By Peter Jones AM
To be honest, as I’m writing this, even I’m not 100 per cent sure as it constantly changes, and is also dependent on which state or territory you live in.
Who would have thought that the AFL Grand Final would ever leave Melbourne? But this is an indication of where we are at in relation to major events. But what I do know is that the industry in general is not in a good place and it will be like this for a long time. There is no point just hoping COVID-19 will go away and we will return to what we were all used to, so in light of this, here are my thoughts on what the critical factors are moving forward for the industry and for Peter Jones Special Events.
First priority is to sort out my business and to ensure it’s sustainable in the long run. This includes having difficult conversations with staff on where we are and what is likely to happen in scenario A, B, C or D. My approach is to be honest and tell them they need to look out for themselves; not to worry about the business as that’s my job. I also know now that my business model will have to change as it is not sustainable in the present and certainly not in the future.
Secondly is to work out what the industry is going to look like for the next six months to two years as that will impact what I do now. I’ve been listening to what venues, clients, suppliers and other event organisers are saying and they are pretty unanimous… live events, both corporate and public, as we know them are a long way off and certainly won’t be back this year.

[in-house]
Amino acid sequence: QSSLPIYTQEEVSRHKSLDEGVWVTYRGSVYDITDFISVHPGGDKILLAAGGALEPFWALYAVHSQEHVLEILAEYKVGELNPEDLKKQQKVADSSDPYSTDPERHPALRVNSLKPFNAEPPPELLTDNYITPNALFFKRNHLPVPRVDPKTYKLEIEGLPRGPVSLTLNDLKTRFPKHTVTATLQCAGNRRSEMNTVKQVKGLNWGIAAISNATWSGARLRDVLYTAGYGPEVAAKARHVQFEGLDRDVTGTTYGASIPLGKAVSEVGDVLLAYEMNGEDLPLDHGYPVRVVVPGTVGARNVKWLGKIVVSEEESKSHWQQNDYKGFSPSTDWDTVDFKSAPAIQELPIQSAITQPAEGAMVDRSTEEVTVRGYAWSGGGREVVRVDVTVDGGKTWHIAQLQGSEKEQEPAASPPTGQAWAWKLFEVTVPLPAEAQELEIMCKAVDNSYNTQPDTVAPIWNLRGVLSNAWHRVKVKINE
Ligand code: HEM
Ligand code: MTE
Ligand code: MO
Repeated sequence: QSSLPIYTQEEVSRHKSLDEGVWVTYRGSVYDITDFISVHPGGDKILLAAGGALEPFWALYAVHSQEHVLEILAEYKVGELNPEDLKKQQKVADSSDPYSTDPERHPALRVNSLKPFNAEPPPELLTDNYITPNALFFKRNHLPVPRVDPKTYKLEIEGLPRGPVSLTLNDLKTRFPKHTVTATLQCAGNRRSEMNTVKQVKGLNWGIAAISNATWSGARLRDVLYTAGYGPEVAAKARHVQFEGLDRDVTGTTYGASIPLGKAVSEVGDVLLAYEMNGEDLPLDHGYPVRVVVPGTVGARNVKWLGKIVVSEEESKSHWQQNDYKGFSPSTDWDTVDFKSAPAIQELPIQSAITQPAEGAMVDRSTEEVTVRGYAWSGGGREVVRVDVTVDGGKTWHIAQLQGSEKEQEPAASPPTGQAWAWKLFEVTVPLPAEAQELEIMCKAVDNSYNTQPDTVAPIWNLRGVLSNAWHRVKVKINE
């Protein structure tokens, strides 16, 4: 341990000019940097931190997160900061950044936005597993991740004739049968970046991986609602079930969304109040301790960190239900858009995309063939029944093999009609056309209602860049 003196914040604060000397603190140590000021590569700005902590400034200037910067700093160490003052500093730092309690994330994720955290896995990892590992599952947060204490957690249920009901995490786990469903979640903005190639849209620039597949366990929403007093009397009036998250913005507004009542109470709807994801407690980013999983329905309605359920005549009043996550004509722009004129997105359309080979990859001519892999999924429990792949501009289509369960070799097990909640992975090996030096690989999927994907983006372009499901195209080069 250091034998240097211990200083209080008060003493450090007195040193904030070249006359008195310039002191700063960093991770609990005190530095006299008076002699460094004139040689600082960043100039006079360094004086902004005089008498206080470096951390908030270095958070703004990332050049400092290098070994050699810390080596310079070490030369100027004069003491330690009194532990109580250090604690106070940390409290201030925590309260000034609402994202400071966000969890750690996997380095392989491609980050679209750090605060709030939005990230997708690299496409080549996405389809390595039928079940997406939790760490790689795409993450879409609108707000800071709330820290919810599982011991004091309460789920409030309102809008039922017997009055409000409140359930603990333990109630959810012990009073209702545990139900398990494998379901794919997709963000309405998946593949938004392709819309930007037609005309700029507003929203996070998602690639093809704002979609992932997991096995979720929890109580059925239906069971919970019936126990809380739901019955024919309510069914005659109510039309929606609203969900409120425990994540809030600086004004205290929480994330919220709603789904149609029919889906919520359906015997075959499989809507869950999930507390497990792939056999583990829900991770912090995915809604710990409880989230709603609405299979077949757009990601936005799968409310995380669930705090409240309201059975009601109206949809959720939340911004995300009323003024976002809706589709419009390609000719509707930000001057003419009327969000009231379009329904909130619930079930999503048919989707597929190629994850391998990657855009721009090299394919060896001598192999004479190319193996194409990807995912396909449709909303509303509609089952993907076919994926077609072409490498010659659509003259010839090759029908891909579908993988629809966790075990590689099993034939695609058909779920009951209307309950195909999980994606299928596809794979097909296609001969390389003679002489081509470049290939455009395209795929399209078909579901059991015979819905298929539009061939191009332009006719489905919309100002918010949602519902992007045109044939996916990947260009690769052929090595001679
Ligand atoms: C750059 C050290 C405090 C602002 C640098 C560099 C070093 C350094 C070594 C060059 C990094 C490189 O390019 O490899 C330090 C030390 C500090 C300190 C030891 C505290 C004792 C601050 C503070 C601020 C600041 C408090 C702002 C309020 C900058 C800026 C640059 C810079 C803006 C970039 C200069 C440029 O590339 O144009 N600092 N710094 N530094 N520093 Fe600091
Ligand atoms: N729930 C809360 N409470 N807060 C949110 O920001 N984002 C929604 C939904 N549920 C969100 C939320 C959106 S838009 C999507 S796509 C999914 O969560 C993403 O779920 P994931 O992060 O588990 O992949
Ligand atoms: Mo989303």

Virtual events will continue, but not every event can work this way. I also believe people will get tired of constantly being online. Big events will take even longer to come back, and this is ultimately going to impact many companies who unfortunately will not survive. I know this sounds harsh, but it may simply be a matter of who is left standing at the end as to whether they will be around in the long term.
Thirdly, what are our clients going to expect when we can come back? They are already looking at the future and they will be influenced by three key factors:
- Creating a COVID-19 safe event
This is going to add a new complexity in terms of our creative approach and the added costs of compliance.
Clients will need to be made aware of what the implications will be and to budget accordingly. I also think there may be a tipping point where a well-established event wouldn’t work as well in a modified format. The best examples of these would be a gala fundraising event, particularly dinners.
If you can’t have 1000 people in a room willing to spend, is it practical to do it for 500 or worst case, online? Also, how on earth do you conduct a large public event such as New Year’s Eve celebrations in this new world?
Finally, the all-important role of technology and how we can use it effectively will change the face of events ongoing. We’re going to rely on it more than ever before, so we all need to upskill and get really good at it.
So where does all of this leave us? In unchartered waters, there is no instant “fix it” solution that we can apply to every scenario. Events of all shapes and sizes including business events will return, but what they will look like is uncertain and each one will need to be designed to meet all the expectations of our clients.
As Winston Churchill said: “Never let a good crisis go to waste.”
Well, we’ve got a crisis now, and an opportunity whether we like it or not, as an industry, to work through it together. If we do, we will come out the other side.